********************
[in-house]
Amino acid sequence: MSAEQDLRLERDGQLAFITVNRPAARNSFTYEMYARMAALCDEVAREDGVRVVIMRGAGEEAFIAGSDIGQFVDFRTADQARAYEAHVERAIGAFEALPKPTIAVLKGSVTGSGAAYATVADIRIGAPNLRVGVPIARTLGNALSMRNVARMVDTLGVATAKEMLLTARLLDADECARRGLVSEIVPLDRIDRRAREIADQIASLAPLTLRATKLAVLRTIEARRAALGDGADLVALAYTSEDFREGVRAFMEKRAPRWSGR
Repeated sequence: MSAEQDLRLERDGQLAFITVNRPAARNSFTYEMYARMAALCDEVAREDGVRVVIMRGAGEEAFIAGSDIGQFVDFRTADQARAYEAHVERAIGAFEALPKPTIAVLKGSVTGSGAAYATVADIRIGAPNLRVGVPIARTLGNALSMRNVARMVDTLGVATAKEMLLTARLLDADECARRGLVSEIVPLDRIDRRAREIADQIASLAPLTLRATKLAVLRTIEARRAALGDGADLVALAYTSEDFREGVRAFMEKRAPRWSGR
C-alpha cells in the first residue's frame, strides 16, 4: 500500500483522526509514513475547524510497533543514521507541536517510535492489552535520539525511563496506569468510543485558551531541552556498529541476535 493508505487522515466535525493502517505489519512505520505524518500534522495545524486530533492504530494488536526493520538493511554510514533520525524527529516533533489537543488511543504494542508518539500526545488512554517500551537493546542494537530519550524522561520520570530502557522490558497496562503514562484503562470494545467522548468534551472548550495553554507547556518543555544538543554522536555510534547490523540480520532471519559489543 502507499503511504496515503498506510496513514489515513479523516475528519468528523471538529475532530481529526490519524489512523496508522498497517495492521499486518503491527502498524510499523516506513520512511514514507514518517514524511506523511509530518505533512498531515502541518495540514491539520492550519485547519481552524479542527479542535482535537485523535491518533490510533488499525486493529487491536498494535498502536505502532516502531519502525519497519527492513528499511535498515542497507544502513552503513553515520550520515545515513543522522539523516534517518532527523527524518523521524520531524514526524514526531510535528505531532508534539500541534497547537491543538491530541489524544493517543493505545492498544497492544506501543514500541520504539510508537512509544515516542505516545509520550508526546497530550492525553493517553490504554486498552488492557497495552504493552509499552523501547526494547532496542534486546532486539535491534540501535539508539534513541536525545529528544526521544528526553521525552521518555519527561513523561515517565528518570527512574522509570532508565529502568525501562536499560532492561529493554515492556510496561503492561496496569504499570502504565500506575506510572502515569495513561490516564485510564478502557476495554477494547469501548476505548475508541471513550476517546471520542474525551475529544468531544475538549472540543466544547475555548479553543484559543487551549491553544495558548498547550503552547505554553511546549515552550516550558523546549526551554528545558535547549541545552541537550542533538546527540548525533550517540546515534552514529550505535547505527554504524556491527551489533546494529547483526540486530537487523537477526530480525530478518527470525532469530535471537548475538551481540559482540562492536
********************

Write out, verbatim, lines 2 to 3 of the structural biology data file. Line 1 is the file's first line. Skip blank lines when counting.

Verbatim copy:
Amino acid sequence: MSAEQDLRLERDGQLAFITVNRPAARNSFTYEMYARMAALCDEVAREDGVRVVIMRGAGEEAFIAGSDIGQFVDFRTADQARAYEAHVERAIGAFEALPKPTIAVLKGSVTGSGAAYATVADIRIGAPNLRVGVPIARTLGNALSMRNVARMVDTLGVATAKEMLLTARLLDADECARRGLVSEIVPLDRIDRRAREIADQIASLAPLTLRATKLAVLRTIEARRAALGDGADLVALAYTSEDFREGVRAFMEKRAPRWSGR
Repeated sequence: MSAEQDLRLERDGQLAFITVNRPAARNSFTYEMYARMAALCDEVAREDGVRVVIMRGAGEEAFIAGSDIGQFVDFRTADQARAYEAHVERAIGAFEALPKPTIAVLKGSVTGSGAAYATVADIRIGAPNLRVGVPIARTLGNALSMRNVARMVDTLGVATAKEMLLTARLLDADECARRGLVSEIVPLDRIDRRAREIADQIASLAPLTLRATKLAVLRTIEARRAALGDGADLVALAYTSEDFREGVRAFMEKRAPRWSGR